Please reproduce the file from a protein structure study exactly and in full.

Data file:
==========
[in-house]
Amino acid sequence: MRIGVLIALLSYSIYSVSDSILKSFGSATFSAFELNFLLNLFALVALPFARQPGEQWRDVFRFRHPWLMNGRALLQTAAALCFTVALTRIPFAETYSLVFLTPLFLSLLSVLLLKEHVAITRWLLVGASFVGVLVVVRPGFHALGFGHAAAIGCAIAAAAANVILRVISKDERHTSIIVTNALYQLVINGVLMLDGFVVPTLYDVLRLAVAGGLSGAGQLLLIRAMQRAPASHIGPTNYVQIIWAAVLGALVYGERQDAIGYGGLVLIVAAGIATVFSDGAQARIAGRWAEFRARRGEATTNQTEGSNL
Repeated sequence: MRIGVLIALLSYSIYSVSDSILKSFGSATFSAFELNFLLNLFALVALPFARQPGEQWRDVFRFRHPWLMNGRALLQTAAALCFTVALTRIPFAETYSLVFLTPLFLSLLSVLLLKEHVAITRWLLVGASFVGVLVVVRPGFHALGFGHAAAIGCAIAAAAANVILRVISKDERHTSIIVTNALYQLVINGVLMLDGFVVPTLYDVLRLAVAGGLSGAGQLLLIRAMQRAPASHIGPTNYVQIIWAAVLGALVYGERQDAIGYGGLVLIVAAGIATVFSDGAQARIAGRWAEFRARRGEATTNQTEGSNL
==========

[in-house]
Amino acid sequence: MRIGVLIALLSYSIYSVSDSILKSFGSATFSAFELNFLLNLFALVALPFARQPGEQWRDVFRFRHPWLMNGRALLQTAAALCFTVALTRIPFAETYSLVFLTPLFLSLLSVLLLKEHVAITRWLLVGASFVGVLVVVRPGFHALGFGHAAAIGCAIAAAAANVILRVISKDERHTSIIVTNALYQLVINGVLMLDGFVVPTLYDVLRLAVAGGLSGAGQLLLIRAMQRAPASHIGPTNYVQIIWAAVLGALVYGERQDAIGYGGLVLIVAAGIATVFSDGAQARIAGRWAEFRARRGEATTNQTEGSNL
Repeated sequence: MRIGVLIALLSYSIYSVSDSILKSFGSATFSAFELNFLLNLFALVALPFARQPGEQWRDVFRFRHPWLMNGRALLQTAAALCFTVALTRIPFAETYSLVFLTPLFLSLLSVLLLKEHVAITRWLLVGASFVGVLVVVRPGFHALGFGHAAAIGCAIAAAAANVILRVISKDERHTSIIVTNALYQLVINGVLMLDGFVVPTLYDVLRLAVAGGLSGAGQLLLIRAMQRAPASHIGPTNYVQIIWAAVLGALVYGERQDAIGYGGLVLIVAAGIATVFSDGAQARIAGRWAEFRARRGEATTNQTEGSNL